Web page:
As captain of Spain’s national team, it was Álvaro Morata’s job to read this past Monday the statement in which the squad members condemned Luis Rubiales’ behavior during and after the celebration of the Women’s World Cup. Writing the document was not an easy task, due to the disparity of opinions among the 23 players called up by Luis de la Fuente for the matches against Georgia and Cyprus. While some wanted a harsher letter, others preferred something more restrained. As for the youngest ones, like 16-year-old Lamine Yamal, the matter was just too much. Morata would prefer to talk about soccer, but he accepts with resignation that the interview revolves around the Rubiales case. His blank stare reveals his discomfort, as he tries not to add more fuel to the fire with his evasive answers.
Question. How did the idea of making a statement arise?
Answer. We all got together to discuss it, being an issue that we felt we needed to address publicly. We are in the federation now, we represent it. We are the visible faces, and we thought that we had to [make a statement]. Each person in their own club is free to express their personal feelings and [decide whether] to opine or not.
Q. Why did you take so long to denounce what happened?
A. Some people like to speak publicly, others don’t. There are many players [in the squad], and each one has their own opinion. You have to reach a point of agreement. Anyone who wanted to make a personal statement earlier could have done it, as some players have. This depends on what each person feels, how they face the issue and how they see it.
Q. Borja Iglesias was the first to denounce it; he even quit the national team. Did he contact you as captain to communicate his decision?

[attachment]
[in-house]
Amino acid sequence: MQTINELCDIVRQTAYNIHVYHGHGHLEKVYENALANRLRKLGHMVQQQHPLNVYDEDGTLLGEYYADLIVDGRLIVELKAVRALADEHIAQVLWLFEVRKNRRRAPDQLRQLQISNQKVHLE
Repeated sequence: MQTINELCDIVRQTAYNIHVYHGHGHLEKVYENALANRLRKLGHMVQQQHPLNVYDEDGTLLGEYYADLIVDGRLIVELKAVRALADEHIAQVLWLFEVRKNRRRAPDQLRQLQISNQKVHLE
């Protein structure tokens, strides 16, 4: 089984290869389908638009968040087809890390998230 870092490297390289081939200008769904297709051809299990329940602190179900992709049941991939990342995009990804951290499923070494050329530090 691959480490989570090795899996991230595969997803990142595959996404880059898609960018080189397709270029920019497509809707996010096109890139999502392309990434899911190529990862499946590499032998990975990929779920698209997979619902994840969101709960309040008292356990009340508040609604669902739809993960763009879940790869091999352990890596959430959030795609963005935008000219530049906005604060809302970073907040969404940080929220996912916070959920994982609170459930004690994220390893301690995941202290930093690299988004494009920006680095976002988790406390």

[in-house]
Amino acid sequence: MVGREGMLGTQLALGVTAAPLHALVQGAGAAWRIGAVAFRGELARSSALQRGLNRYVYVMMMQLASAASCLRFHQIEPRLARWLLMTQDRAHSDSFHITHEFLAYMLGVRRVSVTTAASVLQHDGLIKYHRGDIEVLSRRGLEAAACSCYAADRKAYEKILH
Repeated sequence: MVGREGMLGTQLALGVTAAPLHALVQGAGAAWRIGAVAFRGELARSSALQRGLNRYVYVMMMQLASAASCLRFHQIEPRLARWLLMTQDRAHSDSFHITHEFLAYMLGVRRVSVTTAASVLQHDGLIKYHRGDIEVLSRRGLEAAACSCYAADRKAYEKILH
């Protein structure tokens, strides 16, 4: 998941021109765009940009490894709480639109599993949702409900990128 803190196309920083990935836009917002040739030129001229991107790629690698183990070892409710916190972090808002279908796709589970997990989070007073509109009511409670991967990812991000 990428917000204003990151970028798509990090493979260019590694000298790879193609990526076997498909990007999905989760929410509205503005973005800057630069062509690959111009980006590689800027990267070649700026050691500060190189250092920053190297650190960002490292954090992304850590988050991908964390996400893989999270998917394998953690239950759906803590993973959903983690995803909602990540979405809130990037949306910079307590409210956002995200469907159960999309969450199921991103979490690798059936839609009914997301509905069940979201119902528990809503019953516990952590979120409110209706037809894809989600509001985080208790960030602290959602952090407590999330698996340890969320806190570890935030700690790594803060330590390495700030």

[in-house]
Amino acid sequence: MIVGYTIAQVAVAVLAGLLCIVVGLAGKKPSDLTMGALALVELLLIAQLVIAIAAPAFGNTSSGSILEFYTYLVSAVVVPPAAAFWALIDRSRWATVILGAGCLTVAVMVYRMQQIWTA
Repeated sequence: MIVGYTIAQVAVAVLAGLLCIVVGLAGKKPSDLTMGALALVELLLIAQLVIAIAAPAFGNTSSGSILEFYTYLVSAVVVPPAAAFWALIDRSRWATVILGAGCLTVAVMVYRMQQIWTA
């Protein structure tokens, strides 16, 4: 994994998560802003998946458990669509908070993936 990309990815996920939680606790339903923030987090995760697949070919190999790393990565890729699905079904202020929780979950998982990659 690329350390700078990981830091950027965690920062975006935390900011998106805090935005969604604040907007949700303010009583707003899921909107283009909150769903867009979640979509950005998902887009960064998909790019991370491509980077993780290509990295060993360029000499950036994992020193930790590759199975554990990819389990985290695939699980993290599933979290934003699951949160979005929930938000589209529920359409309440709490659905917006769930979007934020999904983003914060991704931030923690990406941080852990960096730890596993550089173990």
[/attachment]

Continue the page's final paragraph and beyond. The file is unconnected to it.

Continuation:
A. We’re very close, we talk often... But we have not talked about this. The captain is chosen when the called-up players meet. I didn’t even know if I was coming, or him. Borja has his opinion and likes to express it. I respect him, and I’m very fond of him.
Q. Jennifer Hermoso is not mentioned by name in the statement. Did you ever consider naming her?
A. The intention of the statement was to show our full support for all the players, and she is part of the squad that won the World Cup. We support each and every one of the players who became world champions.
Q. Did you contemplate requesting the resignation of Luis Rubiales as part of the statement?
A. This matter is not in our hands. We are not judges. It is a very complicated question; those of us who are here had to show our faces and, above all, not let such a delicate issue go unnoticed. We cannot deal out justice, our job is playing soccer, but it was an important matter that we, at least, had to speak out on.
Q. However, the name of Luis Rubiales does appear in the text that you read. Were you clear that it had to appear?
A. There are many different opinions, and in the end you have to reach a middle ground. Some people think one way and others think differently. You can’t control everyone’s opinion.
Q. Do you think Rubiales should resign?
A. This is not my decision to make.
Q. Sergio Busquets was very clear shortly after his appearance with the rest of the captains. He said: “I neither tolerate nor consent to the actions of the president.” Did you speak to him, as a former captain of the national team, to ask him for advice?